Support for student research
This year the British Psychological Society has awarded 19 stipends to undergraduate students who will gain research experience over the summer break. Among the projects chosen for funding are investigations of human-robot interactions and voice identity perception.
Student Mandy Norrbo (University of Glasgow), with support from Dr Phil McAleer, will explore how we recognise people from their voices, and whether age has an effect on the accuracy of that recognition. ‘The project I am involved in looks specifically at how children, compared to adults, recognise voice identity. As there is currently, to my knowledge, no research looking at how voice identity perception develops with age, I am very keen on exploring that uncharted area! It will be fascinating to investigate whether voice identity perception develops in the same way as face identity perception.’
Norrbo will design and create her voice recognition experiment and, after a pilot, plans to run the experiment at Glasgow Science Centre. She is also hoping to write her own R script for later statistical analysis. ‘Our hypothesis is that the ability to recognise speakers will increase as a function of age in a staged fashion consistent with face perception research.’
Dr Maria Panagiotidi (University of Salford) will support student Michelle Wain in exploring the effect of an interaction with a companion robot on psychophysiology and mood. Wain has been working as a research assistant on a project involving virtual reality which sparked an interest in cognitive psychology and cyberpsychology. ‘Maria’s proposed study incorporates both areas of my degree of psychology and counselling through looking at the potential of companion robots being used in robot therapy and social healthcare. I find the area of cyberpsychology a fascinating and innovative field… [with] potential benefits that emerge from the interaction of humans and machines. Moreover, it’s an area which I would like to potentially focus on for my third year dissertation project.’
Student Maisie Lo will be working with Dr Amy Paine (Cardiff University) on a project exploring the associations between parent-child relationship quality and the neurodevelopmental profiles of adopted children. Lo will gain experience working on the longitudinal Wales Adoption Study, Adopting Together Study, and collecting data at the Neurodevelopmental Assessment Unit at Cardiff University. ‘I shall also be conducting literature reviews and data coding for a sub-project… which will look at the interaction and collaboration between the mother and child as they have to work together to draw a house with an Etch-a Sketch.’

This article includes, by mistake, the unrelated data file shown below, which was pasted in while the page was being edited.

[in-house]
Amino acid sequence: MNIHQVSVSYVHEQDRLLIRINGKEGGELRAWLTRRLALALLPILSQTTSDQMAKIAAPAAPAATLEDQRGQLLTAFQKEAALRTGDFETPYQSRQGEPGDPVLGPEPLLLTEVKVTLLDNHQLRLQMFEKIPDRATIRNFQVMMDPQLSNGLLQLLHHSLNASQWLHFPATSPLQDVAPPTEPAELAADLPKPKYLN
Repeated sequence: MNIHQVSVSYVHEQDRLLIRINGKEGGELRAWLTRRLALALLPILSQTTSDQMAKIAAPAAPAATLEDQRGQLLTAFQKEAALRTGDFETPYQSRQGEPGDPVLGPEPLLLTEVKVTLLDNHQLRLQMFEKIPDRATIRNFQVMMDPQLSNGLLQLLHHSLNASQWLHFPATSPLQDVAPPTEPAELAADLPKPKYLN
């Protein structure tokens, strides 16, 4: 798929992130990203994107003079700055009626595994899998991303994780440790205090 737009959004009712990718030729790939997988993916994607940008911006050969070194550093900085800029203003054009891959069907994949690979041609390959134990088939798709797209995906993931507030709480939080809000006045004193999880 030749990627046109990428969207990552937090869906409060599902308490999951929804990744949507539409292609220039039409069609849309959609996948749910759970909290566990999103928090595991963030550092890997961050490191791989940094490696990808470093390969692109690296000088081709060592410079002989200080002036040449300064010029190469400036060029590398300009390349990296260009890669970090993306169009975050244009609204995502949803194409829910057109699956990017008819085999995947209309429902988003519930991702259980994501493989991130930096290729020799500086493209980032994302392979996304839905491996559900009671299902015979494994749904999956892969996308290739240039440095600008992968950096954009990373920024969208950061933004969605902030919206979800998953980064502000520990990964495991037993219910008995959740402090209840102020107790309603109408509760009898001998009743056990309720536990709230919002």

Paine, who works as a Research Associate on the Wales Adoption Study, said she had been motivated to apply for the BPS scheme for a number of reasons. ‘First, Maisie Lo is an excellent and proactive student who is interested in a career as a researcher. Maisie approached us for experience in a developmental research setting. This project will give her insight and experience in a vast range of neurodevelopmental assessments, literature reviewing, observational coding, through to data analysis, write up, and dissemination of a research project.’
Applicants to the Undergraduate Research Assistantship Scheme must be members of the Society who are active psychology researchers employed by a UK higher education institution, who may then appoint an undergraduate student who is finishing the penultimate year of their degree to become their Research Assistant in the summer break. Students must be completing a Society-accredited undergraduate degree (or equivalent) in psychology and be expecting a 2.1 or first class degree. The award provides a student stipend of £200 per week for a six to eight week project.
For more information and to apply for the scheme (from November 1st this year) see: tinyurl.com/y89endtj
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